Assassinations, Reasons Why, and Responses Afterward
Assassinations are the virtual antithesis of legal process and are viewed by many as an immoral act (Turley). With each assassination, a different outcry for change occurs. “No one really ‘wins’ in the assassination game, and the whirlwind of repercussion has an unpredictable path of death and destruction (Shea).” Political assassinations don’t have a true outcome except retaliation, whatever the reason, what comes next will be violence. There really isn’t a real reason for killing someone; you just harm yourself in the long run. Violence causes more violence which then leads to a controversy between many.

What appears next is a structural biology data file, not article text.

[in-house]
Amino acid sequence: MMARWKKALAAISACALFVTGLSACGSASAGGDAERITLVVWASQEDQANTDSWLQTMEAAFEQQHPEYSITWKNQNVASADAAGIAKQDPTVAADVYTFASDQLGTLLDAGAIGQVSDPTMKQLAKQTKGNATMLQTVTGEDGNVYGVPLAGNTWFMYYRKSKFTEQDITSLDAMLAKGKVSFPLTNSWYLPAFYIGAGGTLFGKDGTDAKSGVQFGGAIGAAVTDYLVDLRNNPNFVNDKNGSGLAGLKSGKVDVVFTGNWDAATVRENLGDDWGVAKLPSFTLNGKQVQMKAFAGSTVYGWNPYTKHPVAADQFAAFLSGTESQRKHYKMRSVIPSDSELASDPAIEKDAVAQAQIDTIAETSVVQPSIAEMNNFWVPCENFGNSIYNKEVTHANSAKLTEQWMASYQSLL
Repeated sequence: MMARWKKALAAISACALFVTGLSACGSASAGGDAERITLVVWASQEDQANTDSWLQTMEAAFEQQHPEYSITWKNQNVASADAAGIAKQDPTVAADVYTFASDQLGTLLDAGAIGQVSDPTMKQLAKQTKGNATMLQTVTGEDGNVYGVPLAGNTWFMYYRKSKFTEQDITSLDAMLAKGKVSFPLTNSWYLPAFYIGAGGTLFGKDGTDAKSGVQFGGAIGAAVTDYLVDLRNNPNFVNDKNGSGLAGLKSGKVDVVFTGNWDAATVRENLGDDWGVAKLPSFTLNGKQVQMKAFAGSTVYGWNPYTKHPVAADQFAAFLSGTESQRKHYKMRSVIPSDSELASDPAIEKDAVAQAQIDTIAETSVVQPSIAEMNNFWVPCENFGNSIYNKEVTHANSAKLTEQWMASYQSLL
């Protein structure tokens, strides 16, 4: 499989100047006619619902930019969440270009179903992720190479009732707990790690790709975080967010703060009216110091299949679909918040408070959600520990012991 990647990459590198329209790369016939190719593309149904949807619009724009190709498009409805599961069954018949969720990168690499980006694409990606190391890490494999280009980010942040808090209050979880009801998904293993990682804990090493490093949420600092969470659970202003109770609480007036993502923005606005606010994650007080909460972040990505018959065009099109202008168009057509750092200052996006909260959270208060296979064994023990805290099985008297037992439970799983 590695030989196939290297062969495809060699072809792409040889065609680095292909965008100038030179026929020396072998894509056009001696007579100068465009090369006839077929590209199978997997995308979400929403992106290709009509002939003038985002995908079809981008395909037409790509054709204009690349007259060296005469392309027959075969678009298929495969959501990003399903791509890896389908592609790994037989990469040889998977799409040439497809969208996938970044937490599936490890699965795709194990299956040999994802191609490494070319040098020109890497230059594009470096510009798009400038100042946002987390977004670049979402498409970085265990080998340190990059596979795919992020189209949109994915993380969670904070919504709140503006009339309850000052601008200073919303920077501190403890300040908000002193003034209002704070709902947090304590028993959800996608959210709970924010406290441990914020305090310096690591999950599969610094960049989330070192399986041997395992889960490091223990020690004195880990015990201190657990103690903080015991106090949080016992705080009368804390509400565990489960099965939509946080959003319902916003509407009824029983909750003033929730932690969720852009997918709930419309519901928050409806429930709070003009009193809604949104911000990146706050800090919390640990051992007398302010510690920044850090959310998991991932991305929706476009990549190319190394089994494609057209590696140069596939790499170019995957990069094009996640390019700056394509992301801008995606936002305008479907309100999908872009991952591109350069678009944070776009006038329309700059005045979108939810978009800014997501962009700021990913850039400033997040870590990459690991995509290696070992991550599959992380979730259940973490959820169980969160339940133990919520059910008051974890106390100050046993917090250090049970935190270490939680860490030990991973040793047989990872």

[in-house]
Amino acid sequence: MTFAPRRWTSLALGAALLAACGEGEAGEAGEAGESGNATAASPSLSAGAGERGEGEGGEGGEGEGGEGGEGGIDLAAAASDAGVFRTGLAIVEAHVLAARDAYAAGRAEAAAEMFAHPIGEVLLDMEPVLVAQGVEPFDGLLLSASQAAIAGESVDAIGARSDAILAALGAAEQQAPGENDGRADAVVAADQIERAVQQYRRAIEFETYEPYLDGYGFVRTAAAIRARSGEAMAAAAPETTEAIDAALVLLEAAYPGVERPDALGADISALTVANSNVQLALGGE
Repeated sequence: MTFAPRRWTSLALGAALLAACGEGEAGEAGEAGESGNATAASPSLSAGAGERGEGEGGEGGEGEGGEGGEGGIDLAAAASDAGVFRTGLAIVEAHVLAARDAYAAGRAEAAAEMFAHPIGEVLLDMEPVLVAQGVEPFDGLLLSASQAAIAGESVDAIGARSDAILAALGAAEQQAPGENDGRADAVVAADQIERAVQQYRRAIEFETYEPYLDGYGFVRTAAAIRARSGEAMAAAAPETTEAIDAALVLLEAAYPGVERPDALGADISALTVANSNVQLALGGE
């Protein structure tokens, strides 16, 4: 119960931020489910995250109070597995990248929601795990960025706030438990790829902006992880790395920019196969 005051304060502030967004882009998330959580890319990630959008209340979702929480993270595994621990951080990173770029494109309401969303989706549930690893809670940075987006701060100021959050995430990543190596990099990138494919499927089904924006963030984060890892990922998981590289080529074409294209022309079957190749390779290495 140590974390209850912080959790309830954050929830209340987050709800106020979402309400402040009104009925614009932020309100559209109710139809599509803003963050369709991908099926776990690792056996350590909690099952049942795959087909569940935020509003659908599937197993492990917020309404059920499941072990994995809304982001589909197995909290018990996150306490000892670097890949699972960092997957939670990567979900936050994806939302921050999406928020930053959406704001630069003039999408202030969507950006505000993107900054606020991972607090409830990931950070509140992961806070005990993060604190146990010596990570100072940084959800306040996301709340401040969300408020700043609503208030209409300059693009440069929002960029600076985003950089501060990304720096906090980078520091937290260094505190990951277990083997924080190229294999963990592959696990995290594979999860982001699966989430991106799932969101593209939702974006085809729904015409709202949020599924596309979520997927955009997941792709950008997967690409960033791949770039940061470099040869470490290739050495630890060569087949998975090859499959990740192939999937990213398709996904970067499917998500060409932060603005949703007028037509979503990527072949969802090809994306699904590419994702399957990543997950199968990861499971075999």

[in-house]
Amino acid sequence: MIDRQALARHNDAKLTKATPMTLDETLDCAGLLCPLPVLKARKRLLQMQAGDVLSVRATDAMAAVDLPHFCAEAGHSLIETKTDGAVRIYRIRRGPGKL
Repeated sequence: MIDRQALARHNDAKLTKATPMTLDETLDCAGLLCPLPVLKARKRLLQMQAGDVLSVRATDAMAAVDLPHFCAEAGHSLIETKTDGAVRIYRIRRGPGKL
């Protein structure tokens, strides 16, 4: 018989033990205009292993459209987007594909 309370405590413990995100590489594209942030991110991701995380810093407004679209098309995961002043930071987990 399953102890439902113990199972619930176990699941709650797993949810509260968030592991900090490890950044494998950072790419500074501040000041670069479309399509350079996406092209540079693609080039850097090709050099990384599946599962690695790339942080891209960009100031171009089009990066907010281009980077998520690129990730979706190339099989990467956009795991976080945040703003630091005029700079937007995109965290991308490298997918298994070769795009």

“Assassinations are often based on incomplete information. In a given attack it may never be proven that a particular individual was responsible. An intelligence agency may not sweat the specifics on evidence before calling in a hit on a terrorist (Turley).” Without common knowledge of who did it, the government jumps to conclusions on well-known terrorists or those capable of doing it. “The use of assassination does not achieve the immediate objective of eliminating a political adversary, but sets off a long-term wave of recrimination (Shea).” Lost partnerships with allies, and ruined relations for a long time. Considering that the United States and its allies are always seeking to carry out complex and premeditated plans and schemes to secure their legitimate interests in the Middle East, and in this way, they try to use every situation to their advantage, the assassination of Rafiq al-Hariri gave them good excuse to further meddle in the regional affairs and developments, particularly in Syria and Lebanon (Majidi). In some ways people think that other countries did it so that they can go in and try to “fix the problem,” and in that way they just create unease in that country, and the people there believe that you are there for your own selfish reasons. Wars can start over something silly...
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